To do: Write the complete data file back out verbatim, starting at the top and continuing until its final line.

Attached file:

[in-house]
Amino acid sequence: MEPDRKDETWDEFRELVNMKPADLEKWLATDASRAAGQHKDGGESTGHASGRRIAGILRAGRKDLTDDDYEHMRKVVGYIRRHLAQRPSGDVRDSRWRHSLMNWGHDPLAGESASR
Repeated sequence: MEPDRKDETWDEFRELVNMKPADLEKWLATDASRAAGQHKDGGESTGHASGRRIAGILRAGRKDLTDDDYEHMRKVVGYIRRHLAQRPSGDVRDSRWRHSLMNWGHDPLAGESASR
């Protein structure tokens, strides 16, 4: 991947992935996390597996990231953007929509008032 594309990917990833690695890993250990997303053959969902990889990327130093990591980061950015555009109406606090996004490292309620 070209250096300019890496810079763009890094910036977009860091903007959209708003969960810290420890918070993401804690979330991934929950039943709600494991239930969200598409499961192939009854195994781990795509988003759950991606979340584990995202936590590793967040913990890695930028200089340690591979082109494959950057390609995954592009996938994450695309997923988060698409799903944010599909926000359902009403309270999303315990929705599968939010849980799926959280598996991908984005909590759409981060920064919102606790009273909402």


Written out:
[in-house]
Amino acid sequence: MEPDRKDETWDEFRELVNMKPADLEKWLATDASRAAGQHKDGGESTGHASGRRIAGILRAGRKDLTDDDYEHMRKVVGYIRRHLAQRPSGDVRDSRWRHSLMNWGHDPLAGESASR
Repeated sequence: MEPDRKDETWDEFRELVNMKPADLEKWLATDASRAAGQHKDGGESTGHASGRRIAGILRAGRKDLTDDDYEHMRKVVGYIRRHLAQRPSGDVRDSRWRHSLMNWGHDPLAGESASR
């Protein structure tokens, strides 16, 4: 991947992935996390597996990231953007929509008032 594309990917990833690695890993250990997303053959969902990889990327130093990591980061950015555009109406606090996004490292309620 070209250096300019890496810079763009890094910036977009860091903007959209708003969960810290420890918070993401804690979330991934929950039943709600494991239930969200598409499961192939009854195994781990795509988003759950991606979340584990995202936590590793967040913990890695930028200089340690591979082109494959950057390609995954592009996938994450695309997923988060698409799903944010599909926000359902009403309270999303315990929705599968939010849980799926959280598996991908984005909590759409981060920064919102606790009273909402």